“I’m political but I’ve never joined a political party,” he says. “That gives you more room for manoeuvre. Nobody can accuse me of being inconsistent. I think people like that. You can argue with me but we can laugh about it. I don’t feel I’ve lost if someone else has won. I am very political. I shout at the telly and the news in the morning. I get very angry.

“But because I don’t belong to any party I don’t feel I have to say the same thing to every person. It does inform my songs. Politics helps you write in a way. I’ll see someone sat at a bus stop — why are they there? Maybe they’re homeless, maybe they’ve had an argument with their husband or wife. It drives me on to different things. But it’s not who I am.”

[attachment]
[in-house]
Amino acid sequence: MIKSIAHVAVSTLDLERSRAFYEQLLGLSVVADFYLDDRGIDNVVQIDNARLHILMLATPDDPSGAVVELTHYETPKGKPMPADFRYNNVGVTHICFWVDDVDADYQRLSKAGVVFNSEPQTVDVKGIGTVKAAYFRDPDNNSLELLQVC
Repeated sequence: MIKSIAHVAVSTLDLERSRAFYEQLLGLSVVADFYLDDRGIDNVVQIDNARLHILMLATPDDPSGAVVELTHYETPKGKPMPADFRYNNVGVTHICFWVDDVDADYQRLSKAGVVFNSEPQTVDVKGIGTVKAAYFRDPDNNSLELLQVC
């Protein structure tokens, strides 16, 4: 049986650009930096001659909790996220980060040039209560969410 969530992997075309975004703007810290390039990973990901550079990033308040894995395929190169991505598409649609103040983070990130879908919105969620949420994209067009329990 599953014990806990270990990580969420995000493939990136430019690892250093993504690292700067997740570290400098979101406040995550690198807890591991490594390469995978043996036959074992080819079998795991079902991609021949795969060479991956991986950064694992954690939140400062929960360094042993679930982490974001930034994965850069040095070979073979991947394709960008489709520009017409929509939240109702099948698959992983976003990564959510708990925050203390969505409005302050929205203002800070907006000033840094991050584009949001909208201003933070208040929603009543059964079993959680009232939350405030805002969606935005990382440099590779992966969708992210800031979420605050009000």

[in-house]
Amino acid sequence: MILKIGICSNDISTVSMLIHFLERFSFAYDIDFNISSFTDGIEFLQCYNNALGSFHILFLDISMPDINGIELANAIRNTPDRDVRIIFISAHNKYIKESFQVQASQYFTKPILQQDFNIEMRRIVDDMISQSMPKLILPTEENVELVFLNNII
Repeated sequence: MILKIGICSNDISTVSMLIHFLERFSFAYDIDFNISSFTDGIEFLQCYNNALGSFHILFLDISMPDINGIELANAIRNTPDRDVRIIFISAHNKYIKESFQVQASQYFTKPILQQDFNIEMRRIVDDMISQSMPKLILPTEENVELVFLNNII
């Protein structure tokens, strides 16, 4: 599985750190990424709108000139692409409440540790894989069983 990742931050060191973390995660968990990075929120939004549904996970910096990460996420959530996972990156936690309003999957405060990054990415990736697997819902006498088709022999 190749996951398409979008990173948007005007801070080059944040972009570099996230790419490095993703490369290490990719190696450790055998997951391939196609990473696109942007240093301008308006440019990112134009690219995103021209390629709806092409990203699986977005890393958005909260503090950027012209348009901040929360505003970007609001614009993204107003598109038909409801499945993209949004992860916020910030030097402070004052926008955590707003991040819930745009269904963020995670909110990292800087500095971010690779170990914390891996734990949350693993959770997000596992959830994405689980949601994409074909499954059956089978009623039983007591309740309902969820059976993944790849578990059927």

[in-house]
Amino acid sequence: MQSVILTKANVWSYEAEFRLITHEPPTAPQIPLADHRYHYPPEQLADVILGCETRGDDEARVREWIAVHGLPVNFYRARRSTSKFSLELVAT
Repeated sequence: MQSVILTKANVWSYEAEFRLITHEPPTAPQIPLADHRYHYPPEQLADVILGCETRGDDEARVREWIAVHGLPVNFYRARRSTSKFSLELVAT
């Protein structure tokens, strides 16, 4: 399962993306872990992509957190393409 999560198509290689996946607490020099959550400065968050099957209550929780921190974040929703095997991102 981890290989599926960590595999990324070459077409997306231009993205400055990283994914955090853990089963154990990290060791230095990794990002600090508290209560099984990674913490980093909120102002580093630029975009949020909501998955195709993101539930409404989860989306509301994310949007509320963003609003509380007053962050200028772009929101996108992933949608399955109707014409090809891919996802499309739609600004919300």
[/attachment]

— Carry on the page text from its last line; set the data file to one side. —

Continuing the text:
Heaton grew up in Sheffield and by his early 20s had ended up in Hull, where he formed The Housemartins (featuring future Fatboy Slim Norman Cook on bass). The band was together only five years but released two top 10 albums and achieved a British number one with their a cappella version of the Isley Brothers’ ‘Caravan Of Love’.

After The Housemartins split, he formed the Beautiful South with guitarist Dave Rotheray, a friend of Heaton’s on the Hull music scene. With Northern Irish vocalist Briana Corrigan, they achieved number ones with ‘Song for Whoever’ and ‘A Little Time’. Corrigan was replaced in 1994 by Abbott, a former supermarket shelf stacker whom Heaton discovered singing at a party. She would go on to grace several of the outfit’s most enduring hits, most memorably ‘Rotterdam’ and ‘Don’t Marry Her’.